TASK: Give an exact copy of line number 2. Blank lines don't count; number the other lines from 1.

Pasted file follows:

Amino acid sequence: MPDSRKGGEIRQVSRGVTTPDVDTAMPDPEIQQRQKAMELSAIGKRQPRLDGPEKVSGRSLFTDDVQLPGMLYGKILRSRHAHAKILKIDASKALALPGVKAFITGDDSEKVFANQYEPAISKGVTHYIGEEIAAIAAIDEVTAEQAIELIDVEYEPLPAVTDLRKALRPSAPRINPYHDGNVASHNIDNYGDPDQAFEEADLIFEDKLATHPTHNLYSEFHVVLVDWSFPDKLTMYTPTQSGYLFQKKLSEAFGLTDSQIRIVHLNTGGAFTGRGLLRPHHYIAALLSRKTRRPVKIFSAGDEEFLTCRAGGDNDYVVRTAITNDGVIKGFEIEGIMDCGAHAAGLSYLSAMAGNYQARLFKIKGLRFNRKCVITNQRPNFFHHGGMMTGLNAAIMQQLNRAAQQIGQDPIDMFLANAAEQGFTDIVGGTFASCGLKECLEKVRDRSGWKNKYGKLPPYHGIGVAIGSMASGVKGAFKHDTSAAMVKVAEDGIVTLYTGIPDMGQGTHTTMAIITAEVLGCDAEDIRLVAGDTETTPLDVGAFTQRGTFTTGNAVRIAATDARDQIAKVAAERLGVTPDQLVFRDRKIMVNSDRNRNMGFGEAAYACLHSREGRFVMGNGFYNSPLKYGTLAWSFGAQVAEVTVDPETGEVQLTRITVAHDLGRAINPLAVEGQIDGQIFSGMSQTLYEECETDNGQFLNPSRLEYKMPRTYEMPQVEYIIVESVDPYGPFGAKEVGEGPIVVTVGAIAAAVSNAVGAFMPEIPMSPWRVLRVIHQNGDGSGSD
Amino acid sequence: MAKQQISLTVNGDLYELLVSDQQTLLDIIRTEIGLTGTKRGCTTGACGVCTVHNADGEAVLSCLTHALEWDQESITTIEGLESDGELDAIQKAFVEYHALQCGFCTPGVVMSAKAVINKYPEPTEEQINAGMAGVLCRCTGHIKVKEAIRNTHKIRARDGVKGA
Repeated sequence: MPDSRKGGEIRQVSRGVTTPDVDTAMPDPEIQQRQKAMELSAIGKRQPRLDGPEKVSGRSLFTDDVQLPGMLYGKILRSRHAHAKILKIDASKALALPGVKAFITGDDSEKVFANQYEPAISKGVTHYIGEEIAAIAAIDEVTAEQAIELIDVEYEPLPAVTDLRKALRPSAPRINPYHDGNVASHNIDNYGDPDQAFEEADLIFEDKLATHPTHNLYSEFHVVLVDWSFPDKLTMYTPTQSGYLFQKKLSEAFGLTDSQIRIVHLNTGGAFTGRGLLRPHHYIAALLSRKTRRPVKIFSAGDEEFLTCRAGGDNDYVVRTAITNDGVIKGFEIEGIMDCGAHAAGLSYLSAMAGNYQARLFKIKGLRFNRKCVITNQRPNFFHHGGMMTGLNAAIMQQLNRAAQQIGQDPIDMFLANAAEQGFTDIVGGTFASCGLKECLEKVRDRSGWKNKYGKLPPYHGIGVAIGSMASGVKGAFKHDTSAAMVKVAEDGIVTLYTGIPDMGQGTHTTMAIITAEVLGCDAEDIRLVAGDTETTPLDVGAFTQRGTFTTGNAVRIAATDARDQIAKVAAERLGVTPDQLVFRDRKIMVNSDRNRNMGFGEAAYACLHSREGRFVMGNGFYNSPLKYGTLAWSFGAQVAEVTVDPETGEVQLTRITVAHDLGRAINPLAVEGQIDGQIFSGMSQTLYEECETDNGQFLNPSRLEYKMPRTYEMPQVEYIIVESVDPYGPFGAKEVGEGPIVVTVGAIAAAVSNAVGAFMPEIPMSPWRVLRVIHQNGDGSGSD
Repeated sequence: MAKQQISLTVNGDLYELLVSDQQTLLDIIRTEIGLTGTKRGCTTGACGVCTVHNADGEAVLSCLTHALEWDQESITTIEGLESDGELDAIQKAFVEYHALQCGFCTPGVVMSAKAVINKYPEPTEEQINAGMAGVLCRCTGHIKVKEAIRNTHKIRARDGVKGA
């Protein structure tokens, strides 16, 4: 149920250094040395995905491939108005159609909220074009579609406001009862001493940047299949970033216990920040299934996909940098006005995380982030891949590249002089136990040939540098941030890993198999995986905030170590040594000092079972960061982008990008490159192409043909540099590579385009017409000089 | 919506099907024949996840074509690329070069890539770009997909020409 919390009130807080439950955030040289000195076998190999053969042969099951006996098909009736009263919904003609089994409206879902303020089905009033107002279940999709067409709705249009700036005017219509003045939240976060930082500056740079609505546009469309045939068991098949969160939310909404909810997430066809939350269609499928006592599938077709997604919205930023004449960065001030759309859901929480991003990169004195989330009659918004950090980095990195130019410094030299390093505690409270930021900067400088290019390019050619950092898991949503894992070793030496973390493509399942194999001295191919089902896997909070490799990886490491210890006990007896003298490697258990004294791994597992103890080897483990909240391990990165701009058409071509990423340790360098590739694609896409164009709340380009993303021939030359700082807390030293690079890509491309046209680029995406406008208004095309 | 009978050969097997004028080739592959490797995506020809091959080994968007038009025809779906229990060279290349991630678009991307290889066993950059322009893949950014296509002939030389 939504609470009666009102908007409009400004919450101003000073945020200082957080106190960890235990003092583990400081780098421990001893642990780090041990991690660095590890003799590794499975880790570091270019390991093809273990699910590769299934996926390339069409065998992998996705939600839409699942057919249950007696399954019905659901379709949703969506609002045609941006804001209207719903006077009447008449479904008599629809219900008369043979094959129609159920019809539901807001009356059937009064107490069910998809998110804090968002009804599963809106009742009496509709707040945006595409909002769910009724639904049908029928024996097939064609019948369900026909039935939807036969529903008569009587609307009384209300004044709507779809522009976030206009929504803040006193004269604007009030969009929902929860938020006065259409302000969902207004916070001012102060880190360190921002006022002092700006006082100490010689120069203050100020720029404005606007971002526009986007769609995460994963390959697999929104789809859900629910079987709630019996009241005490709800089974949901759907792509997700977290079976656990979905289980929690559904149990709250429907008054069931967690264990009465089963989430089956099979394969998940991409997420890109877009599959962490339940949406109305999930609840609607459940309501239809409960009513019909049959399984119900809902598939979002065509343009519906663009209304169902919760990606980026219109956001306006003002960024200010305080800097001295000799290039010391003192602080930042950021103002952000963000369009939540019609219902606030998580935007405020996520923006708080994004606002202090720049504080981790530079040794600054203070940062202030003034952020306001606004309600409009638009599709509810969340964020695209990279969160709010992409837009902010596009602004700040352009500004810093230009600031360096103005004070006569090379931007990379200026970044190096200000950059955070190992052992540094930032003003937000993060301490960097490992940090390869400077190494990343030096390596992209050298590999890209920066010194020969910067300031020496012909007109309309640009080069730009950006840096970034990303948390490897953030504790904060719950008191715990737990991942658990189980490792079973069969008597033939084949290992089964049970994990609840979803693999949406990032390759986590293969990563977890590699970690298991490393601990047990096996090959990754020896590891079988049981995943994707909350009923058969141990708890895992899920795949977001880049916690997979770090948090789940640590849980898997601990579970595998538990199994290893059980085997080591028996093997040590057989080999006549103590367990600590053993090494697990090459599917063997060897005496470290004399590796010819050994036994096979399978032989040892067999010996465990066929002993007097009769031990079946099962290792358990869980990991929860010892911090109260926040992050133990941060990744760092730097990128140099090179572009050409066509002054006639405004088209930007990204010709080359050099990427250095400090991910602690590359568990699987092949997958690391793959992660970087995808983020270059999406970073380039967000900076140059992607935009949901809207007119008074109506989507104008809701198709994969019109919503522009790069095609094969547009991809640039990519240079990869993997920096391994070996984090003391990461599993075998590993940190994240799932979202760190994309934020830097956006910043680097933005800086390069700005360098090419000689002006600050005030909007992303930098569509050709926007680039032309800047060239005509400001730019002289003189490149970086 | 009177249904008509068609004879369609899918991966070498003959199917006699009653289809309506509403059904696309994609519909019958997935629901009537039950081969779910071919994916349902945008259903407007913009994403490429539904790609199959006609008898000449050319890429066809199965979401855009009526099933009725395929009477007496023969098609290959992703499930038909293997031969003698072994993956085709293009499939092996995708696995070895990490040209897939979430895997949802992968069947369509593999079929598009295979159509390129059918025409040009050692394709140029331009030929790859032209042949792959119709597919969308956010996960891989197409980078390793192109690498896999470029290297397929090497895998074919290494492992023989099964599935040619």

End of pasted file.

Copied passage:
Amino acid sequence: MAKQQISLTVNGDLYELLVSDQQTLLDIIRTEIGLTGTKRGCTTGACGVCTVHNADGEAVLSCLTHALEWDQESITTIEGLESDGELDAIQKAFVEYHALQCGFCTPGVVMSAKAVINKYPEPTEEQINAGMAGVLCRCTGHIKVKEAIRNTHKIRARDGVKGA